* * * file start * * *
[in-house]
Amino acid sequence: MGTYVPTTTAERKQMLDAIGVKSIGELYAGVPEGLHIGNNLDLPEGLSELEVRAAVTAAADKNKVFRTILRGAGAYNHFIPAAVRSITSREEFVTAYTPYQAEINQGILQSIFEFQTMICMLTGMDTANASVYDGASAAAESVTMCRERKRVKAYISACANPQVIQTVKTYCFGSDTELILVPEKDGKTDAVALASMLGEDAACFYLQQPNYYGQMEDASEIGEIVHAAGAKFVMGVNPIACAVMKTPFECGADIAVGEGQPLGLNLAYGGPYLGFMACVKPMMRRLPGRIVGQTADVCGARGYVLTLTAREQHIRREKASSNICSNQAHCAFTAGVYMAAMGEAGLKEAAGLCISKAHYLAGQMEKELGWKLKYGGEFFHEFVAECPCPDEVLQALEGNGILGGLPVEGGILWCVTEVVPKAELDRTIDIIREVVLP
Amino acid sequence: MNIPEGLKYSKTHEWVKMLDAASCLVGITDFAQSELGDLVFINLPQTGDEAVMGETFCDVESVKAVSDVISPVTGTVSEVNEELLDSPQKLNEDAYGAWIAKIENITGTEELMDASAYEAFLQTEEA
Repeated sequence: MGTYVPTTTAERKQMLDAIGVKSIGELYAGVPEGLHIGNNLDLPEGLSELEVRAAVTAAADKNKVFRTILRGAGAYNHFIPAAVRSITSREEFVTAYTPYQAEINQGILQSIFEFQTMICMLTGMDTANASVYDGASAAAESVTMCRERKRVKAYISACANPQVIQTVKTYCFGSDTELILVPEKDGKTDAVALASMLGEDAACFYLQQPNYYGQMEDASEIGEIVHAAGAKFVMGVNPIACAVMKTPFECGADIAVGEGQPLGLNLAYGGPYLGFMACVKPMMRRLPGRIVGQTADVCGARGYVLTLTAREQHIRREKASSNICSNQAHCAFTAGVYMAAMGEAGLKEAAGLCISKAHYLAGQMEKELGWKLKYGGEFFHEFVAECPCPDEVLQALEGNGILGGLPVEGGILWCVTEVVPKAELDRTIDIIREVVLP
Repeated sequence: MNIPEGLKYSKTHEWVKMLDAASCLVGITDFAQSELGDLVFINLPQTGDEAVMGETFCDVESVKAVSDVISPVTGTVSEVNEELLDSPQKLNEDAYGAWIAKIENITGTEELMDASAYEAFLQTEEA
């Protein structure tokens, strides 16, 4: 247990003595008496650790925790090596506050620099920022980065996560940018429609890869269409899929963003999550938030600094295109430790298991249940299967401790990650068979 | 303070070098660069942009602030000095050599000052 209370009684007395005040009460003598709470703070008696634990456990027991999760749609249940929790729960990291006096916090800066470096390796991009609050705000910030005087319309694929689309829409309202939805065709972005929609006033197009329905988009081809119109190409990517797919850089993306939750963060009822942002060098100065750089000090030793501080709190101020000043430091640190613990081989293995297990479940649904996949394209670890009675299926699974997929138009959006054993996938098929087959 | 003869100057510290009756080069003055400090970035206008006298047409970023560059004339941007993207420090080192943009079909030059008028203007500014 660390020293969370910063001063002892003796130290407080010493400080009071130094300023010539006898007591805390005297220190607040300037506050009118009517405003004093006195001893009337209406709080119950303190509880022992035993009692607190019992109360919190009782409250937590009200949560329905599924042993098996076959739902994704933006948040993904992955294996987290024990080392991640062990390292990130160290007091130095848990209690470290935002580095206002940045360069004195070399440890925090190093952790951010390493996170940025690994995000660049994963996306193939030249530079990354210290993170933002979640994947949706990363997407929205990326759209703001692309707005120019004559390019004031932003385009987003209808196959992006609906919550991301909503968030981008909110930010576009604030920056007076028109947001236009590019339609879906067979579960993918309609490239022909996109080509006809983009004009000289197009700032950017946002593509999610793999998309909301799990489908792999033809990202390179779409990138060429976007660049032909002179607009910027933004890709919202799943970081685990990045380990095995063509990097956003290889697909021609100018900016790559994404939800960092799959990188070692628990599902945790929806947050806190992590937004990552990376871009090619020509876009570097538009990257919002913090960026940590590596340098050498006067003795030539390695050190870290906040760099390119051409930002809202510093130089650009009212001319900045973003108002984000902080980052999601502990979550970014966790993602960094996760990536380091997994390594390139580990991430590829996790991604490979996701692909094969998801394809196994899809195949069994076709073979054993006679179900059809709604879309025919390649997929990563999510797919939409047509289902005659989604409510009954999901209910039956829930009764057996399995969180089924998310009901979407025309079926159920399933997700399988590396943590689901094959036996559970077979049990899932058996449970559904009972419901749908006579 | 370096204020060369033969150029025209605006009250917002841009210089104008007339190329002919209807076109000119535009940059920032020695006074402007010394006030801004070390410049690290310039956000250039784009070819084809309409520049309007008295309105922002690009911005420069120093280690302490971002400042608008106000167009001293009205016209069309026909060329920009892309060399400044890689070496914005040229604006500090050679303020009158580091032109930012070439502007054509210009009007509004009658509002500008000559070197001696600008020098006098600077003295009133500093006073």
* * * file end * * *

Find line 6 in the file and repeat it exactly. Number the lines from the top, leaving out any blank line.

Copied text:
């Protein structure tokens, strides 16, 4: 247990003595008496650790925790090596506050620099920022980065996560940018429609890869269409899929963003999550938030600094295109430790298991249940299967401790990650068979 | 303070070098660069942009602030000095050599000052 209370009684007395005040009460003598709470703070008696634990456990027991999760749609249940929790729960990291006096916090800066470096390796991009609050705000910030005087319309694929689309829409309202939805065709972005929609006033197009329905988009081809119109190409990517797919850089993306939750963060009822942002060098100065750089000090030793501080709190101020000043430091640190613990081989293995297990479940649904996949394209670890009675299926699974997929138009959006054993996938098929087959 | 003869100057510290009756080069003055400090970035206008006298047409970023560059004339941007993207420090080192943009079909030059008028203007500014 660390020293969370910063001063002892003796130290407080010493400080009071130094300023010539006898007591805390005297220190607040300037506050009118009517405003004093006195001893009337209406709080119950303190509880022992035993009692607190019992109360919190009782409250937590009200949560329905599924042993098996076959739902994704933006948040993904992955294996987290024990080392991640062990390292990130160290007091130095848990209690470290935002580095206002940045360069004195070399440890925090190093952790951010390493996170940025690994995000660049994963996306193939030249530079990354210290993170933002979640994947949706990363997407929205990326759209703001692309707005120019004559390019004031932003385009987003209808196959992006609906919550991301909503968030981008909110930010576009604030920056007076028109947001236009590019339609879906067979579960993918309609490239022909996109080509006809983009004009000289197009700032950017946002593509999610793999998309909301799990489908792999033809990202390179779409990138060429976007660049032909002179607009910027933004890709919202799943970081685990990045380990095995063509990097956003290889697909021609100018900016790559994404939800960092799959990188070692628990599902945790929806947050806190992590937004990552990376871009090619020509876009570097538009990257919002913090960026940590590596340098050498006067003795030539390695050190870290906040760099390119051409930002809202510093130089650009009212001319900045973003108002984000902080980052999601502990979550970014966790993602960094996760990536380091997994390594390139580990991430590829996790991604490979996701692909094969998801394809196994899809195949069994076709073979054993006679179900059809709604879309025919390649997929990563999510797919939409047509289902005659989604409510009954999901209910039956829930009764057996399995969180089924998310009901979407025309079926159920399933997700399988590396943590689901094959036996559970077979049990899932058996449970559904009972419901749908006579 | 370096204020060369033969150029025209605006009250917002841009210089104008007339190329002919209807076109000119535009940059920032020695006074402007010394006030801004070390410049690290310039956000250039784009070819084809309409520049309007008295309105922002690009911005420069120093280690302490971002400042608008106000167009001293009205016209069309026909060329920009892309060399400044890689070496914005040229604006500090050679303020009158580091032109930012070439502007054509210009009007509004009658509002500008000559070197001696600008020098006098600077003295009133500093006073």